For students who graduated earlier this year and those still studying, the employment prospects remain bleak. Just-in-time recruitment, the Fourth Industrial Revolution, digitisation and artificial intelligence are all compounding against the context of a global pandemic and economic downturn.
As we stand out from COVID-19, there has been new career information counselling suited to the volatile, uncertain, complex and ambiguous or ‘VUCA’ world in the situation we are in right now.
Not long ago, thousands of students participated in a job fair that met face-to-face with many employers trying to find the job of their dreams. This scenario is reminiscent of the phrase “shooting fish in a bucket” in the early 20th century because no one can go wrong: employers know where students will be, and students know where to find work.
This is similar to the card game ‘Go Fish’ as nobody can travel and there are fewer jobs, the game changes and is more like guessing, bluffing and occasional skill.
In the UK in 2020, after the largest monthly increase in the unemployment rate, at least 30% of college students lost their jobs between March and April. At the same time, the competition for employment is unprecedentedly high since the beginning of the year, vacancies have fallen by 77%, with an average of 100 graduates competing for each position.
At least 20% of top UK employers have suspended their graduate recruitment selection process and stopped providing job opportunities for college pass outs. Experts say that the real damage to new aspirants will not be fully understood until next year.
The Certified Personal Education Association warns that highly skilled graduates are reaching a “saturation point,” leaving unskilled workers out of work. it condemned his rigorous approach to countering weak productivity growth in the UK with a “conveyor belt of graduates.”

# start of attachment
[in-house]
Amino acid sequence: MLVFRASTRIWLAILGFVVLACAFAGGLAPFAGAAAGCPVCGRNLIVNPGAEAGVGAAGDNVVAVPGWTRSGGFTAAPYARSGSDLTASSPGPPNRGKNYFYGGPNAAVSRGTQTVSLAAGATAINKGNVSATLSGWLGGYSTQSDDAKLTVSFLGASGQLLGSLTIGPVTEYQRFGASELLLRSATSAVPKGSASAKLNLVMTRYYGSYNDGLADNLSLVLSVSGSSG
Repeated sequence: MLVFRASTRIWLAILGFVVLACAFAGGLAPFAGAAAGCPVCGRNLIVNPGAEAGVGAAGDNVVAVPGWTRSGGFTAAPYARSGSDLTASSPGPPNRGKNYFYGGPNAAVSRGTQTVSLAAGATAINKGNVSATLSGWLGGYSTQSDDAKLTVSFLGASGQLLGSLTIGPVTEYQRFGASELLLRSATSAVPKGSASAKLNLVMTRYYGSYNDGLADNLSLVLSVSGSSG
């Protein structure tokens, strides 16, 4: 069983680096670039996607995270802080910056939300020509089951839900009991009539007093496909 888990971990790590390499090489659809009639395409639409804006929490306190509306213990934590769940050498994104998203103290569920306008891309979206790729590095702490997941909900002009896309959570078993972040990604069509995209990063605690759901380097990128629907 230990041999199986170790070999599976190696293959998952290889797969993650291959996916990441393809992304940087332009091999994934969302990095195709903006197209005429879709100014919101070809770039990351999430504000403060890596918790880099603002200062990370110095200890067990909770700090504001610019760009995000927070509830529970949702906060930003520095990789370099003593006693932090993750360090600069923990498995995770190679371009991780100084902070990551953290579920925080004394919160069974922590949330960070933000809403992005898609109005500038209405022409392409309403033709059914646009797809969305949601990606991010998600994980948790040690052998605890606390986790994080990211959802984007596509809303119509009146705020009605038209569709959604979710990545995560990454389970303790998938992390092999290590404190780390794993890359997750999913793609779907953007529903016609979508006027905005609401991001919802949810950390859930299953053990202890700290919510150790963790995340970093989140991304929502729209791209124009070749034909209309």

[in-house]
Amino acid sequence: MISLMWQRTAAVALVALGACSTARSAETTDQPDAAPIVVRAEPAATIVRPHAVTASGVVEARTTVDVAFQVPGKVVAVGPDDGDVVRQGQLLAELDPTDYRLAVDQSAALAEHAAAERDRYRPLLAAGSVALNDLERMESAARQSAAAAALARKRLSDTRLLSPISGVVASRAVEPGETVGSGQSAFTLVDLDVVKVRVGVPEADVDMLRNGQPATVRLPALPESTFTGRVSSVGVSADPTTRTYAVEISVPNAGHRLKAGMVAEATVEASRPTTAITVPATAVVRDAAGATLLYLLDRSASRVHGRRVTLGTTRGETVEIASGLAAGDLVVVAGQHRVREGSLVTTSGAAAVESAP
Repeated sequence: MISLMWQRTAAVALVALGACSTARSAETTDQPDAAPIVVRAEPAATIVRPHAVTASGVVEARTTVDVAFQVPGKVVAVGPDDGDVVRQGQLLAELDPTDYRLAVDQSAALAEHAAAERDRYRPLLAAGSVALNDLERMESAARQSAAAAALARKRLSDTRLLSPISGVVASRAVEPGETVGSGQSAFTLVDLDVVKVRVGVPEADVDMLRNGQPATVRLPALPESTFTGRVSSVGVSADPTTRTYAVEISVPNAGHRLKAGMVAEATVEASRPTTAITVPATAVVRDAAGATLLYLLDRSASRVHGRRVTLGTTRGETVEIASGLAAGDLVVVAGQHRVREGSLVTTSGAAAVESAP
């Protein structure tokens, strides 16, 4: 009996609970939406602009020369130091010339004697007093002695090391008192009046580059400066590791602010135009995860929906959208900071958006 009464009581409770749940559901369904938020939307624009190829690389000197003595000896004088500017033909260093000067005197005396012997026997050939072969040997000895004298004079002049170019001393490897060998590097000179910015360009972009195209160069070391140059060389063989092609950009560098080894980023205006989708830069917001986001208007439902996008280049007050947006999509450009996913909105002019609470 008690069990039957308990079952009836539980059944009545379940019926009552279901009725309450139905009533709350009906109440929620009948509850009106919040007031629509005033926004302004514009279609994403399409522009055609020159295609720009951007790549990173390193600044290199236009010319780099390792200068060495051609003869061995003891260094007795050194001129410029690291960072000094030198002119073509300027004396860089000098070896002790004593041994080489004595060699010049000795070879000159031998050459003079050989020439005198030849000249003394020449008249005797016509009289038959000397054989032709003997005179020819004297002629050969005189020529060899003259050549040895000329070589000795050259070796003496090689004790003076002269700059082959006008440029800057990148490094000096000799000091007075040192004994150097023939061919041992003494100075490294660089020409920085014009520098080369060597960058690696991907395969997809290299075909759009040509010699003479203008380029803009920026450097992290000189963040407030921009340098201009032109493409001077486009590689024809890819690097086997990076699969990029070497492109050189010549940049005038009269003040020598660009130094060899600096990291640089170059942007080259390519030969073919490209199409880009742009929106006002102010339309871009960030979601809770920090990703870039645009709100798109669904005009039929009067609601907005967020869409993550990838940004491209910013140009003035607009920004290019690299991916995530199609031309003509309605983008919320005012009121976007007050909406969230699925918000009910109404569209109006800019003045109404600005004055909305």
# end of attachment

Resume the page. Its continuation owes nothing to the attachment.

There are fears that the situation will not be sustainable, as the government estimates that 45% of students do not have enough income to pay off student loans.
The scenario is no better elsewhere in the world. According to the Institute of Student Employers’ summer 2020 report, COVID-19: Global impacts on graduate recruitment, the pandemic has a deep and detrimental impact on the global economy. Many nations are reporting dramatic rises in levels of joblessness, and there is growing evidence that these changes are having an inconsistent impact on young people.
The report reconnoitres how these economic changes affect graduate recruitment in 21 countries, and the results broadly reflect the problems of the UK graduate employment market.
The solutions are challenging but were foreshadowed in 2013 by Andy Chan, vice president for innovation and career development at Wake Forest University. He gave a TEDx talk, “Career Services Must Die”, where he challenged colleges and universities to rethink the traditional delivery of career services completely. Seven years later, he did an update.
“Sadly, not much has changed at the majority of college campuses; career services continue on pretty much as before – with dissatisfied students, alumni and employers having to struggle on their own. True breakthroughs in career services will come when higher education embraces career as part of its academic core instead of a fringe student affair offering.” He added.
Source: University World News